William Shakespeare's Romeo and Juliet

1385 Words6 Pages
William Shakespeare's Romeo and Juliet

According to the dictionary, fate is the “inevitable destiny or

necessity destined term of life; doom.” This means that fate can be

described as a pre-planned sequence of events influencing ones life.

Romeo and Juliet would have been performed to an Elizabethan audience

who believed very strongly in “fate” and “fortune”. Fate was destined

to happen and no one could alter it. Throughout the tragedy of Romeo

and Juliet, Shakespeare constantly utilises the motif of stars to

convey and develop the prominent theme of fate. Even and early as the

prologue, the words “A pair of star-cross’d lovers…” reveal

Shakespeare’s intent in conveying the association of fate with this

motif. Like stars, fate exists in the heavens. It is Romeo and

Juliet’s misfortune that leads to the sorrowful and tragic ending of

the play.

Romeo and Juliet is a play plagued with timing and fate. Some actions

are believed to happen by chance or destiny. The timing of each action

influences the outcome of the play. While some events are of less

significance, some are crucial to the development of the story. The

substantial events that inspire the conclusion of Romeo and Juliet are

the Capulet ball, the fight between Tybalt and Mercutio, and Friar

John’s plague.

A servant to Capulet, who is incapable of reading the list of guests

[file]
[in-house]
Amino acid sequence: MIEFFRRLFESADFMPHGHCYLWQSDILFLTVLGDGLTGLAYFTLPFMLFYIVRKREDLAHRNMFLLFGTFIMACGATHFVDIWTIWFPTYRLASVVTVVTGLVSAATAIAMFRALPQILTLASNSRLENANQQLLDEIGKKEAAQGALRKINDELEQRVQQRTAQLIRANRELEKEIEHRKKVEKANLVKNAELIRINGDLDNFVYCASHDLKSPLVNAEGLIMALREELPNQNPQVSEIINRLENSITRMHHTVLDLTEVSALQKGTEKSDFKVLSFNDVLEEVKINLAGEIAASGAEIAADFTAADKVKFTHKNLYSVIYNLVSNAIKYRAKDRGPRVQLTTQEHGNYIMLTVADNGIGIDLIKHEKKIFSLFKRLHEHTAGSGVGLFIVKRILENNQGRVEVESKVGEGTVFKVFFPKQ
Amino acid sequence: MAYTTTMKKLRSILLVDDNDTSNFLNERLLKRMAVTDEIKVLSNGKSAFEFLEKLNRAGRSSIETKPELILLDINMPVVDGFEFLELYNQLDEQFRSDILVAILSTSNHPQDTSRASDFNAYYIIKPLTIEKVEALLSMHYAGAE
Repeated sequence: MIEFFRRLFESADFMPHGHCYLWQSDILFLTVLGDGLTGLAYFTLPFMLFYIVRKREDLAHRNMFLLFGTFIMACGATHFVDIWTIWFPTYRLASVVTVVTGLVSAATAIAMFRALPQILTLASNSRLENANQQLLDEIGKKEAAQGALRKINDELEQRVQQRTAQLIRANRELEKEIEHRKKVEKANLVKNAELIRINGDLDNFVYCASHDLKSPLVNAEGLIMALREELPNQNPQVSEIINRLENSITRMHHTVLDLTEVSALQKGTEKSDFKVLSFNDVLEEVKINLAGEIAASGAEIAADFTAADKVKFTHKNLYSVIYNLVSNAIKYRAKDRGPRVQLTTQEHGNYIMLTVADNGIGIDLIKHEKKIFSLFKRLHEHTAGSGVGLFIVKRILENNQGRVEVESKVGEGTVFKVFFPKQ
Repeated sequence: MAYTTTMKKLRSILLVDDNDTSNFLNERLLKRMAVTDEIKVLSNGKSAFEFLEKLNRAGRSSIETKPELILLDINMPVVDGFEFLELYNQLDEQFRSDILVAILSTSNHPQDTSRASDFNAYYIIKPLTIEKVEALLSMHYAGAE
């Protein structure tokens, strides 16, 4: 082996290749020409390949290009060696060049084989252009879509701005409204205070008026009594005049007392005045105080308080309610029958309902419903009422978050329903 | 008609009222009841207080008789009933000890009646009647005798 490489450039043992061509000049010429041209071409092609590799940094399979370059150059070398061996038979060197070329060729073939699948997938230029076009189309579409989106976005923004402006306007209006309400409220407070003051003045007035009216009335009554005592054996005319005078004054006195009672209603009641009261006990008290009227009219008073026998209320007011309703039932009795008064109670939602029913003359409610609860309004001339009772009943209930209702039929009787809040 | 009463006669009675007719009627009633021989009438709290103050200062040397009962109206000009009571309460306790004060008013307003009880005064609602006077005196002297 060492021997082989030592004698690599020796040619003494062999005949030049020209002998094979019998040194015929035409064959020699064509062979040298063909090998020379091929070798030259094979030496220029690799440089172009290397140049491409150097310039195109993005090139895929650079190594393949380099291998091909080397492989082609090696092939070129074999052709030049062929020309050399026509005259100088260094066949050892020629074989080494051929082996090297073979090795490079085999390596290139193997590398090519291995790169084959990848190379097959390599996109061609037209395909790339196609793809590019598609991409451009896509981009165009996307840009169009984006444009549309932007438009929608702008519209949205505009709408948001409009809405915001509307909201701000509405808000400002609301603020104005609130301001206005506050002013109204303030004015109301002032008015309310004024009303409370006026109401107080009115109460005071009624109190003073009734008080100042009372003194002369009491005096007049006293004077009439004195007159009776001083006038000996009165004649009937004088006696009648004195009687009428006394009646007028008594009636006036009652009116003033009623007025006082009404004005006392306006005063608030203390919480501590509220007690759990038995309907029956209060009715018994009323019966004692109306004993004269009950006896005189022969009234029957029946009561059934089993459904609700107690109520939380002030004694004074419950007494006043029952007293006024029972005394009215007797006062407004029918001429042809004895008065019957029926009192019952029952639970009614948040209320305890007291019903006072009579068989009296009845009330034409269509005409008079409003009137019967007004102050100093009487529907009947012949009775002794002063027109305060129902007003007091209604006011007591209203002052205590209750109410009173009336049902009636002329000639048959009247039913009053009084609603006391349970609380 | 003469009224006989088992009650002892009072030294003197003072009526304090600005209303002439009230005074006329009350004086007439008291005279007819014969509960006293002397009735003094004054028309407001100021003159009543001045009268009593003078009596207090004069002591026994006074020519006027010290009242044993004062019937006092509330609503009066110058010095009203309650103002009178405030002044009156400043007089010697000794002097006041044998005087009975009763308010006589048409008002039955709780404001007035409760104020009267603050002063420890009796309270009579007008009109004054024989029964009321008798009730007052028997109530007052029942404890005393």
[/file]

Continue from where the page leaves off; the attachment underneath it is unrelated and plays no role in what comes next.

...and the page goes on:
for a planned party, asks for Romeo’s assistance. Romeo notices that

Rosaline, his lover, is among these names. Benvolio challenges Romeo

to compare her with other “beauties.” He says, “Compare her face with

some that I shall show, and I will make thee think thy swan a crow.”

To show his apprecia...

... middle of paper ...

...there on

time.

In conclusion, I would say that the description of Romeo and Juliet as

“A pair of star-cross’d lovers…” is extremely fitting as the entire

play is based on fate. The concept of fate functions as a central

theme in Romeo and Juliet. The Prologue states that the young lovers

are governed by fate, a force often linked to the movements of the

stars. Fate manifests itself in all the events surrounding Romeo and

Juliet: the ancient and inexplicable feud between their families, the

catastrophic series of mishaps which ruin Friar Lawrence’s plans, and

the tragic timing of Romeo’s suicide and Juliet’s awakening. The

structure of the play itself rests upon the fate from which the two

lovers cannot escape. Fate, from the beginning, had resolved that the

story of Romeo and Juliet would culminate in heartbreak.
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